Types of Pressure

QFE 

The atmospheric pressure measured at the aerodrome reference point. With QFE set on the altimeter, the altimeter will read zero feet when the aircraft is on the aerodrome. 

QNH 

This is the barometric pressure at the airfield (QFE), converted to mean sea level (MSL) using the ISA temperature at the airfield and the ISA pressure lapse rate. This will provide a pressure which does not account for any temperature deviation away from ISA. The correction to be made to the surface pressure will depend solely upon the height of the airfield AMSL. QNH is always a whole number without any decimal places and is always rounded down. When on the aerodrome with QNH set the altimeter will read aerodrome elevation. 

QFF 

Because temperature affects the change of pressure over height QNH is not a true mean sea level pressure (unless ISA conditions exist). The forecaster needs to know the true mean sea level pressure in order to construct accurate analysis charts and to help with the forecasting of future changes. 

The meteorological offices, therefore, convert QFE to MSL using the actual temperature and assuming isothermal conditions between the aerodrome and MSL. This pressure is known as QFF and, because of the differential rate of change of pressure over height at different temperatures, may differ from QNH. 

We can determine, from in formula in the previous lesson, that at temperatures below ISA we have a relatively small height change per 1 hPa change in pressure and a relatively large change at temperatures above ISA.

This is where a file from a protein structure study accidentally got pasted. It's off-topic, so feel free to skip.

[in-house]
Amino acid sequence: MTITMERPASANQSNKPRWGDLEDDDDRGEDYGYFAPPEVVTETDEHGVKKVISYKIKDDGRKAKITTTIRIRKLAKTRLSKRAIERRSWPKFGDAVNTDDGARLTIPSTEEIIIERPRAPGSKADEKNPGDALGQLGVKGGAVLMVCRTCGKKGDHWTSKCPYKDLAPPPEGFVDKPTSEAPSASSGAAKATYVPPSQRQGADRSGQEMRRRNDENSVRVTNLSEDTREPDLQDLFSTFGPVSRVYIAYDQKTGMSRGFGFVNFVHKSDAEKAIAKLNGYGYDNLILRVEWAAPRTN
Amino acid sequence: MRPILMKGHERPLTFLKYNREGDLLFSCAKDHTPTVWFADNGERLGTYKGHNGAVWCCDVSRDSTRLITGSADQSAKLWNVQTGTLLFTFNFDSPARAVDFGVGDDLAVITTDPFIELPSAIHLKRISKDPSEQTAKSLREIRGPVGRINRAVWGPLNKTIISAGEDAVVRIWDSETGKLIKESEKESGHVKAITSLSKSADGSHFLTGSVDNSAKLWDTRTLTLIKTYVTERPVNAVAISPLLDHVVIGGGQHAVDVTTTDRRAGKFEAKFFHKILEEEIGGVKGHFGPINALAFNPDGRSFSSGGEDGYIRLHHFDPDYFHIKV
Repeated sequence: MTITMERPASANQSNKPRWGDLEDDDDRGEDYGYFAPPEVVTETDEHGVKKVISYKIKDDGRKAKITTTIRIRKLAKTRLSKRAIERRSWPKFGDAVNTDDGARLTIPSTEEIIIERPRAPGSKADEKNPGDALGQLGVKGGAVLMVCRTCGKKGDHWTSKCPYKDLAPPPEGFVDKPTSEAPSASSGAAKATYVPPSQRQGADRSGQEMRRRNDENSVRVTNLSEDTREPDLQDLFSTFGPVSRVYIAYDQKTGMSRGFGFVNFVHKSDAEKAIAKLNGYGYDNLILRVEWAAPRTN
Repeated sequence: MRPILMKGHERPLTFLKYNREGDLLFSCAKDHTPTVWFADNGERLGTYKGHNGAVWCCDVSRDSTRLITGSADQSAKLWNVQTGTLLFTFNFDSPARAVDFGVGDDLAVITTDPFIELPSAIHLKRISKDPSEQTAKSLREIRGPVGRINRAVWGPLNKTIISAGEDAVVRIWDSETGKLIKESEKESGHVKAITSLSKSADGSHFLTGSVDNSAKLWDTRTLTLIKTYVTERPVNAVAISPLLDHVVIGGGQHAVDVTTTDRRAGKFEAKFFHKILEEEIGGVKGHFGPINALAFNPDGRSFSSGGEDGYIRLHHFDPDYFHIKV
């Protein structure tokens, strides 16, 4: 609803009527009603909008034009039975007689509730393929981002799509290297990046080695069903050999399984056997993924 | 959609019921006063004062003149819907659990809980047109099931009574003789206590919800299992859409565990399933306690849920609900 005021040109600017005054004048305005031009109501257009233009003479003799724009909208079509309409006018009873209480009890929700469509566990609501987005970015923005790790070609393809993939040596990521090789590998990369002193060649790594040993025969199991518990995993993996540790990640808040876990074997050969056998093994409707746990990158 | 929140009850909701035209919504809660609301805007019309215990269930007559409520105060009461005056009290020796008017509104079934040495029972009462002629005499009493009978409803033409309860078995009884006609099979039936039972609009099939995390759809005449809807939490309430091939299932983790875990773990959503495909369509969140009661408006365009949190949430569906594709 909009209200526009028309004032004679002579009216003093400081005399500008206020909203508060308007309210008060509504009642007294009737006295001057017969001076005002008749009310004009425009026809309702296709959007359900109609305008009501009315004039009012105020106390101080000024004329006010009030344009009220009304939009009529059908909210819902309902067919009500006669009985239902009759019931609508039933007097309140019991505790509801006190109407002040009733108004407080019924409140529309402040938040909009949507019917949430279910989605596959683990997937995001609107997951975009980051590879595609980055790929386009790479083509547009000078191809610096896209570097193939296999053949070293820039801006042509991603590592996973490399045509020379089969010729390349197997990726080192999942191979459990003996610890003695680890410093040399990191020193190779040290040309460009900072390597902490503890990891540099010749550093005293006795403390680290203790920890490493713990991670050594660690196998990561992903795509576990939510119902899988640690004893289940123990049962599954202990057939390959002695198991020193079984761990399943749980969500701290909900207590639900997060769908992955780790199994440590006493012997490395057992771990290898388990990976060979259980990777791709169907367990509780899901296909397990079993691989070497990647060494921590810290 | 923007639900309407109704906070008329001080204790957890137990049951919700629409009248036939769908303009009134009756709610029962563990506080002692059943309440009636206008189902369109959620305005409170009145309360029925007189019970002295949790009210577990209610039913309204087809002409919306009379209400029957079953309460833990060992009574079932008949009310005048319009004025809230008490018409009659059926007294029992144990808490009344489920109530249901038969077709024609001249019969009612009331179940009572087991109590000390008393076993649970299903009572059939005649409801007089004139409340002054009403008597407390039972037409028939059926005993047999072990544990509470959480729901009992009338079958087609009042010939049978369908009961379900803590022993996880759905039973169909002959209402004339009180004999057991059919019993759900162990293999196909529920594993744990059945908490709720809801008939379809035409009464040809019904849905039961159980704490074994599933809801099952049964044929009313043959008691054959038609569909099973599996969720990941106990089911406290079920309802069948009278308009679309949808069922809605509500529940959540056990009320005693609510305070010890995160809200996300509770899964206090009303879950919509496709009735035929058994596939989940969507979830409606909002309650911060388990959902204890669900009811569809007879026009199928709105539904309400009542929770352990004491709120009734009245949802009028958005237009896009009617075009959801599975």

Example 1:

What is the relationship between QFF and QNH at Oxford (270 ft AMSL) if the QNH is 1020 hPa and the temperature ISA +10°? 

The QNH is calculated using the ISA temperature and the QFF using the actual temperature. Since the actual temperature is warmer than ISA the change in pressure over 270 ft will be greater in the ISA than in the actual conditions. As we are above MSL this means that the QNH will be greater than the QFF. 

Example 2:

What is the relationship between QFF and QNH at an aerodrome 69 m below MSL if the QNH is 1005 hPa and the temperature is ISA-10°? 

This time the change in pressure is greater for the calculation of QFF than for the QNH. As we are reducing pressure this time it means the QNH will once again be greater than the QFF. 

We can use similar arguments to show that at an aerodrome AMSL with a temperature colder than ISA or at an aerodrome below MSL with a temperature greater than ISA the QFF will be greater than the QNH. This is summarized next:

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